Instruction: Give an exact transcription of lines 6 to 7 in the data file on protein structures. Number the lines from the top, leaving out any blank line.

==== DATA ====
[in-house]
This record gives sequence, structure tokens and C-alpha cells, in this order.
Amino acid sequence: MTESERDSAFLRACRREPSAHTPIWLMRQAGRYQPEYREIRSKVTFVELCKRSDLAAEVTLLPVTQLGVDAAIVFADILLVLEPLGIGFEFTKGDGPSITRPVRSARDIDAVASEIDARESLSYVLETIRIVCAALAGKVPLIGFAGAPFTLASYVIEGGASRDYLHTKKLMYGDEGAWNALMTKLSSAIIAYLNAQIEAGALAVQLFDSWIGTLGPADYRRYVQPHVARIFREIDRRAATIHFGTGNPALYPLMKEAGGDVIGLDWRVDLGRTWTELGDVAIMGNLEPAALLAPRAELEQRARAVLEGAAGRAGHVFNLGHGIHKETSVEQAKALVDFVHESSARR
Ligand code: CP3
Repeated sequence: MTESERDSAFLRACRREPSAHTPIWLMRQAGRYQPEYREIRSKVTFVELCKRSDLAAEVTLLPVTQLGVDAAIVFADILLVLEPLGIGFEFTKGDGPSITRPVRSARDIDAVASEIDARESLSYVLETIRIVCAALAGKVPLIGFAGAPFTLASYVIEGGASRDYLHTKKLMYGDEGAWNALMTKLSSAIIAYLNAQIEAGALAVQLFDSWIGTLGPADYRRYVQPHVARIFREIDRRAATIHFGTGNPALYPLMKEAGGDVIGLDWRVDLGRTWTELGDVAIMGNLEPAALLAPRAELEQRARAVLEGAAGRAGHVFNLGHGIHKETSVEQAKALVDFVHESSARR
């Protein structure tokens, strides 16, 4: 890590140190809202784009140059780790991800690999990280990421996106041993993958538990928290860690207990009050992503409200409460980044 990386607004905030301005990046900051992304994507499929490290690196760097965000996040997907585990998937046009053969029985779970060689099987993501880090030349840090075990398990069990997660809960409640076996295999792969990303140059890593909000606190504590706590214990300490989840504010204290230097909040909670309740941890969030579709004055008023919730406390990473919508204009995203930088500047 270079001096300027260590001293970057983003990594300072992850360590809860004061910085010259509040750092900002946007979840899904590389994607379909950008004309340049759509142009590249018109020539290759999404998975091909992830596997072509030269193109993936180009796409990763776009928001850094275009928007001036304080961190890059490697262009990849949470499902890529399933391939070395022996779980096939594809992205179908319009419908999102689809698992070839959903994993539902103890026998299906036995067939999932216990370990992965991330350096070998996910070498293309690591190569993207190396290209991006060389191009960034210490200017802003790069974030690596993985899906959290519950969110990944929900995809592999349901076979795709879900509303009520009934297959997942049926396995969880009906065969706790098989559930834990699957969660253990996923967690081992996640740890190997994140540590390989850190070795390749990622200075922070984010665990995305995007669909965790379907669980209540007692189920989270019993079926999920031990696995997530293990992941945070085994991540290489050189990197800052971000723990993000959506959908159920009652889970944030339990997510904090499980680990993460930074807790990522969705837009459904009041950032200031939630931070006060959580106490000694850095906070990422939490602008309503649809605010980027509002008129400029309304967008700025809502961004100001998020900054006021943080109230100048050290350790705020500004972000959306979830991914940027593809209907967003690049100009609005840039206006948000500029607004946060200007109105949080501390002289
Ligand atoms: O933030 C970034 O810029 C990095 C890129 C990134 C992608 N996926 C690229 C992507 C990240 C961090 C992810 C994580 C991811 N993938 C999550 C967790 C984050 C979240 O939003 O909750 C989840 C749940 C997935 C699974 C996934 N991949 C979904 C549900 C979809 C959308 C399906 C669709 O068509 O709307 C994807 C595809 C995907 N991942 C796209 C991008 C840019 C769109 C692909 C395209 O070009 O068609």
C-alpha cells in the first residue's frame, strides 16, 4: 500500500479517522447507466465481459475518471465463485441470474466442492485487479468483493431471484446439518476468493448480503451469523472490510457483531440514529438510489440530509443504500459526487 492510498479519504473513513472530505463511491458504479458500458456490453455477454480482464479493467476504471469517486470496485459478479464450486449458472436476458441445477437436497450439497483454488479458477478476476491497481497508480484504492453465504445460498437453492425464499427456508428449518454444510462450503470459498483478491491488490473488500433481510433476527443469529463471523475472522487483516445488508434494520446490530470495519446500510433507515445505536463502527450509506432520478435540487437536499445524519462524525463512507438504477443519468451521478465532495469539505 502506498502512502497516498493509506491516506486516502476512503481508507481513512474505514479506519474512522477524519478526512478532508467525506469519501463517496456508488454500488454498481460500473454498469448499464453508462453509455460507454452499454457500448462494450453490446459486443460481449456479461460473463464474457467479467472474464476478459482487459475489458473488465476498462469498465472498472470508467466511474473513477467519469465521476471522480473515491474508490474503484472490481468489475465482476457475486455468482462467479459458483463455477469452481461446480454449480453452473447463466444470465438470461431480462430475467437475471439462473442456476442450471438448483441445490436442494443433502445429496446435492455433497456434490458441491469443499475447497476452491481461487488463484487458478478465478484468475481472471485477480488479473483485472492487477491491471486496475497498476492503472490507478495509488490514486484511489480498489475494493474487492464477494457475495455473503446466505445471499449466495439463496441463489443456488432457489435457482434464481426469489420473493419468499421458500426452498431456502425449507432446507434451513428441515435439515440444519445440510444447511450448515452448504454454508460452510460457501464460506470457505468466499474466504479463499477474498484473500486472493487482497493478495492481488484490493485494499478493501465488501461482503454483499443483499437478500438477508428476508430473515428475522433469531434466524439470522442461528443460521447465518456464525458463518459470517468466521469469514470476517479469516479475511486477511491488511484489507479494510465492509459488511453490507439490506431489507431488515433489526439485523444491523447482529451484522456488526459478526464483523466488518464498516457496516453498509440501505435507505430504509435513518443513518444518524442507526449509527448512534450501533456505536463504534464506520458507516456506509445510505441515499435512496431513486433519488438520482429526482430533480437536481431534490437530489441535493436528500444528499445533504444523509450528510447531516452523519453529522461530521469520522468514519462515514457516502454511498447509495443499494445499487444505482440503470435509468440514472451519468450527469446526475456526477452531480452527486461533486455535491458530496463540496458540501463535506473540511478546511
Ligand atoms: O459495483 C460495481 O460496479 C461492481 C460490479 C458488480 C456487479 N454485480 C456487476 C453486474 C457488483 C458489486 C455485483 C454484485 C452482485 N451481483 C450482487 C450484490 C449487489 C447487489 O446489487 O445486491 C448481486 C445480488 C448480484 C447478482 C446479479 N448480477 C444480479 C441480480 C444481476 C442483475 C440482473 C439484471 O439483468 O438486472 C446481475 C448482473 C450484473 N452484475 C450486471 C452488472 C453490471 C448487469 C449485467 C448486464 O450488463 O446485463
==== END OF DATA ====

């Protein structure tokens, strides 16, 4: 890590140190809202784009140059780790991800690999990280990421996106041993993958538990928290860690207990009050992503409200409460980044 990386607004905030301005990046900051992304994507499929490290690196760097965000996040997907585990998937046009053969029985779970060689099987993501880090030349840090075990398990069990997660809960409640076996295999792969990303140059890593909000606190504590706590214990300490989840504010204290230097909040909670309740941890969030579709004055008023919730406390990473919508204009995203930088500047 270079001096300027260590001293970057983003990594300072992850360590809860004061910085010259509040750092900002946007979840899904590389994607379909950008004309340049759509142009590249018109020539290759999404998975091909992830596997072509030269193109993936180009796409990763776009928001850094275009928007001036304080961190890059490697262009990849949470499902890529399933391939070395022996779980096939594809992205179908319009419908999102689809698992070839959903994993539902103890026998299906036995067939999932216990370990992965991330350096070998996910070498293309690591190569993207190396290209991006060389191009960034210490200017802003790069974030690596993985899906959290519950969110990944929900995809592999349901076979795709879900509303009520009934297959997942049926396995969880009906065969706790098989559930834990699957969660253990996923967690081992996640740890190997994140540590390989850190070795390749990622200075922070984010665990995305995007669909965790379907669980209540007692189920989270019993079926999920031990696995997530293990992941945070085994991540290489050189990197800052971000723990993000959506959908159920009652889970944030339990997510904090499980680990993460930074807790990522969705837009459904009041950032200031939630931070006060959580106490000694850095906070990422939490602008309503649809605010980027509002008129400029309304967008700025809502961004100001998020900054006021943080109230100048050290350790705020500004972000959306979830991914940027593809209907967003690049100009609005840039206006948000500029607004946060200007109105949080501390002289
Ligand atoms: O933030 C970034 O810029 C990095 C890129 C990134 C992608 N996926 C690229 C992507 C990240 C961090 C992810 C994580 C991811 N993938 C999550 C967790 C984050 C979240 O939003 O909750 C989840 C749940 C997935 C699974 C996934 N991949 C979904 C549900 C979809 C959308 C399906 C669709 O068509 O709307 C994807 C595809 C995907 N991942 C796209 C991008 C840019 C769109 C692909 C395209 O070009 O068609």